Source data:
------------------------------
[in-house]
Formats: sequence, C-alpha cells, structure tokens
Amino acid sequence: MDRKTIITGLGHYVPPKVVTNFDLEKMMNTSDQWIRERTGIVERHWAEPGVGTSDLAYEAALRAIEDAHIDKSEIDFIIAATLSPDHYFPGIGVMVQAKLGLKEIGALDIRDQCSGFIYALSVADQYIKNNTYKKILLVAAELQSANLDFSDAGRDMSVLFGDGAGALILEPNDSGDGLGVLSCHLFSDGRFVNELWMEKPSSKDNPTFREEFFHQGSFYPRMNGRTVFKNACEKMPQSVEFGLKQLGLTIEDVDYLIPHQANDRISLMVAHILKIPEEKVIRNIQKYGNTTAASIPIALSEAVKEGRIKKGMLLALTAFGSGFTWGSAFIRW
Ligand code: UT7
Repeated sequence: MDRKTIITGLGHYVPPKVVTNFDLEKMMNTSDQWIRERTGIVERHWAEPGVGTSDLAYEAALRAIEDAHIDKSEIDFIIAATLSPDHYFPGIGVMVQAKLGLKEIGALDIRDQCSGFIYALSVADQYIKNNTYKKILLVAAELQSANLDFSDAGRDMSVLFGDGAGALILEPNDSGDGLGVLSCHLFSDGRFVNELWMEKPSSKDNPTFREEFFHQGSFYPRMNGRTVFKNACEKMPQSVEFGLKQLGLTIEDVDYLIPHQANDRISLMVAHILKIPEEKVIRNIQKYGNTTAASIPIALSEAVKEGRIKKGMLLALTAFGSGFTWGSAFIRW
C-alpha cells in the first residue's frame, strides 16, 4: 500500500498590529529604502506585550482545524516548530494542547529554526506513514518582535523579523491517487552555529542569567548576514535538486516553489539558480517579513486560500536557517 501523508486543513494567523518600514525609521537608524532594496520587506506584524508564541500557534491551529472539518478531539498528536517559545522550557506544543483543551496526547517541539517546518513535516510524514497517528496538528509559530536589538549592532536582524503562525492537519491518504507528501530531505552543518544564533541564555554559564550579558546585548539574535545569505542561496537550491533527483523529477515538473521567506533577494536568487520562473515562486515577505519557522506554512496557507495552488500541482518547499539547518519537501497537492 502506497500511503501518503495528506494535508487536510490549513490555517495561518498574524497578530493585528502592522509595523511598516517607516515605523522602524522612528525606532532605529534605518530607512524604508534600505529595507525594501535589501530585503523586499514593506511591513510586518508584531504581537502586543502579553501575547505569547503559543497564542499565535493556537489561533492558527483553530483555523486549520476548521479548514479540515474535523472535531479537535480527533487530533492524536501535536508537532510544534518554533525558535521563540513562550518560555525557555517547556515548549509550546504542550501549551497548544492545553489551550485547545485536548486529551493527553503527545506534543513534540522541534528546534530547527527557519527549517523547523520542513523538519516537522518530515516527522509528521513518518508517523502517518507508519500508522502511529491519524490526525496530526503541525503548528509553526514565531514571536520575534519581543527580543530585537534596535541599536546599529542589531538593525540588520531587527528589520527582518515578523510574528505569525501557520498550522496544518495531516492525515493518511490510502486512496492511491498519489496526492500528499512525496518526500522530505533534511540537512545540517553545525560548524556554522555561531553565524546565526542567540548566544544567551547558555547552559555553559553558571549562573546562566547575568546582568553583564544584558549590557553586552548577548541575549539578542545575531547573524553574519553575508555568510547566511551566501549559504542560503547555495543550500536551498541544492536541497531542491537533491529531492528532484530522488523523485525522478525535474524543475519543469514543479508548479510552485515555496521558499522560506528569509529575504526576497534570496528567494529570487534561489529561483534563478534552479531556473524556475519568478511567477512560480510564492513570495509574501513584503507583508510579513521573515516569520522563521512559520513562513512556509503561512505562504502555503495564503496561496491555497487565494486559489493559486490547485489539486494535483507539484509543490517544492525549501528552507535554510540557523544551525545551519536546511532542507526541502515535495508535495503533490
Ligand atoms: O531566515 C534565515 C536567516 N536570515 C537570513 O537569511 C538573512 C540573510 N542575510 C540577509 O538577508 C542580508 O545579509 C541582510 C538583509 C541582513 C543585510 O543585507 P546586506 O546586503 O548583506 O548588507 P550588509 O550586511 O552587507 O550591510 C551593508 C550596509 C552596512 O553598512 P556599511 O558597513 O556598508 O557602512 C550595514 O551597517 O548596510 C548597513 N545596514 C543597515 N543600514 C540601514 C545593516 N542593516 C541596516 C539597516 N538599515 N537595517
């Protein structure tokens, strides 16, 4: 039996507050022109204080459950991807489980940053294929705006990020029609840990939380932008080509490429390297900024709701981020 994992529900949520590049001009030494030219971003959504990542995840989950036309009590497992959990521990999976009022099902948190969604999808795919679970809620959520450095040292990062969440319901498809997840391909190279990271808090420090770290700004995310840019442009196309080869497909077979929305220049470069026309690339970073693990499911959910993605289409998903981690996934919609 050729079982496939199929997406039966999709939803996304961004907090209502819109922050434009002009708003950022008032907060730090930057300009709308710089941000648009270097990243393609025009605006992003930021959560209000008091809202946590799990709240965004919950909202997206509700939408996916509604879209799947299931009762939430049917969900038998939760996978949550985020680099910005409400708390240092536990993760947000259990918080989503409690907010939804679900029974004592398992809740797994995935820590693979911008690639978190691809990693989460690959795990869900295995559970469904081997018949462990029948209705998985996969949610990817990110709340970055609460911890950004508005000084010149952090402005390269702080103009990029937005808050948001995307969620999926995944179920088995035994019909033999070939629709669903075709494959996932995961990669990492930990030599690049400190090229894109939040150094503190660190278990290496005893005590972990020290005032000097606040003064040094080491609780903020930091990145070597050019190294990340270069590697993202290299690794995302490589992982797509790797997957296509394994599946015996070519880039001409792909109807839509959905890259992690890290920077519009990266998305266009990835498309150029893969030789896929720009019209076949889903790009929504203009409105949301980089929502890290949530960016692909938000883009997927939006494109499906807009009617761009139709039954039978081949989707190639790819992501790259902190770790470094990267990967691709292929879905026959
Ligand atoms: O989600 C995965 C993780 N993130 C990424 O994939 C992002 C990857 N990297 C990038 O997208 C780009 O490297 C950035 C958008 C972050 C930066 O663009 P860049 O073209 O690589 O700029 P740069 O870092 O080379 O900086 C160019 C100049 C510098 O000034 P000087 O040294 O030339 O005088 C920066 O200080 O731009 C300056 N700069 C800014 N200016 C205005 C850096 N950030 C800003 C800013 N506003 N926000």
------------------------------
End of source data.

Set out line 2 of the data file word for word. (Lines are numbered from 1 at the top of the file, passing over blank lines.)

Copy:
Formats: sequence, C-alpha cells, structure tokens